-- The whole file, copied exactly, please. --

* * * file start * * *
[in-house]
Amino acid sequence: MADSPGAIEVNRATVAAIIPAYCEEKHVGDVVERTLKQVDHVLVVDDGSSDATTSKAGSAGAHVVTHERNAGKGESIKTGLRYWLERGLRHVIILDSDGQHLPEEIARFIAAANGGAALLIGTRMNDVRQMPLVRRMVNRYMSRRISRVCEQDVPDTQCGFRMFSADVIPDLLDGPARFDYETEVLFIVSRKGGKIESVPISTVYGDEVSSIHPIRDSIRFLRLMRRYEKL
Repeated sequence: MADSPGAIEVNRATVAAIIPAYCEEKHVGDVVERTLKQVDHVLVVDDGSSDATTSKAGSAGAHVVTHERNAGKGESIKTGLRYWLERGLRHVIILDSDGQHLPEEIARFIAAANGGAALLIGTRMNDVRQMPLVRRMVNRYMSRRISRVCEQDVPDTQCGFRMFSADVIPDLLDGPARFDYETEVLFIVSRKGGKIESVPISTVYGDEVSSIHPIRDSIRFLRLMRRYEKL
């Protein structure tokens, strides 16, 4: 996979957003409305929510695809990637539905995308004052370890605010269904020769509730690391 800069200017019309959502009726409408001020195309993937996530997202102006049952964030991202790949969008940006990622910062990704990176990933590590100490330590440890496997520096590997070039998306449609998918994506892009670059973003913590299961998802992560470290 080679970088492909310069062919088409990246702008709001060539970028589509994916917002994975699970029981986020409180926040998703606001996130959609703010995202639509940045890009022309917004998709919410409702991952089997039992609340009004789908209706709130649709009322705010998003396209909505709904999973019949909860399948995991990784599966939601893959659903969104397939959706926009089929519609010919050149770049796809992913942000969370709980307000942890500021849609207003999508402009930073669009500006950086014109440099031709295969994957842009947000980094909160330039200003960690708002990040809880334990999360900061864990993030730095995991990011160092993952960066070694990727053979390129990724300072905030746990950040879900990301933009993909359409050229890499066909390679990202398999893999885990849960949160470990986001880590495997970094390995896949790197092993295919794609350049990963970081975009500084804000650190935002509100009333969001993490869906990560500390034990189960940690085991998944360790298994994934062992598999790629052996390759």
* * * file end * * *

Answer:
[in-house]
Amino acid sequence: MADSPGAIEVNRATVAAIIPAYCEEKHVGDVVERTLKQVDHVLVVDDGSSDATTSKAGSAGAHVVTHERNAGKGESIKTGLRYWLERGLRHVIILDSDGQHLPEEIARFIAAANGGAALLIGTRMNDVRQMPLVRRMVNRYMSRRISRVCEQDVPDTQCGFRMFSADVIPDLLDGPARFDYETEVLFIVSRKGGKIESVPISTVYGDEVSSIHPIRDSIRFLRLMRRYEKL
Repeated sequence: MADSPGAIEVNRATVAAIIPAYCEEKHVGDVVERTLKQVDHVLVVDDGSSDATTSKAGSAGAHVVTHERNAGKGESIKTGLRYWLERGLRHVIILDSDGQHLPEEIARFIAAANGGAALLIGTRMNDVRQMPLVRRMVNRYMSRRISRVCEQDVPDTQCGFRMFSADVIPDLLDGPARFDYETEVLFIVSRKGGKIESVPISTVYGDEVSSIHPIRDSIRFLRLMRRYEKL
């Protein structure tokens, strides 16, 4: 996979957003409305929510695809990637539905995308004052370890605010269904020769509730690391 800069200017019309959502009726409408001020195309993937996530997202102006049952964030991202790949969008940006990622910062990704990176990933590590100490330590440890496997520096590997070039998306449609998918994506892009670059973003913590299961998802992560470290 080679970088492909310069062919088409990246702008709001060539970028589509994916917002994975699970029981986020409180926040998703606001996130959609703010995202639509940045890009022309917004998709919410409702991952089997039992609340009004789908209706709130649709009322705010998003396209909505709904999973019949909860399948995991990784599966939601893959659903969104397939959706926009089929519609010919050149770049796809992913942000969370709980307000942890500021849609207003999508402009930073669009500006950086014109440099031709295969994957842009947000980094909160330039200003960690708002990040809880334990999360900061864990993030730095995991990011160092993952960066070694990727053979390129990724300072905030746990950040879900990301933009993909359409050229890499066909390679990202398999893999885990849960949160470990986001880590495997970094390995896949790197092993295919794609350049990963970081975009500084804000650190935002509100009333969001993490869906990560500390034990189960940690085991998944360790298994994934062992598999790629052996390759």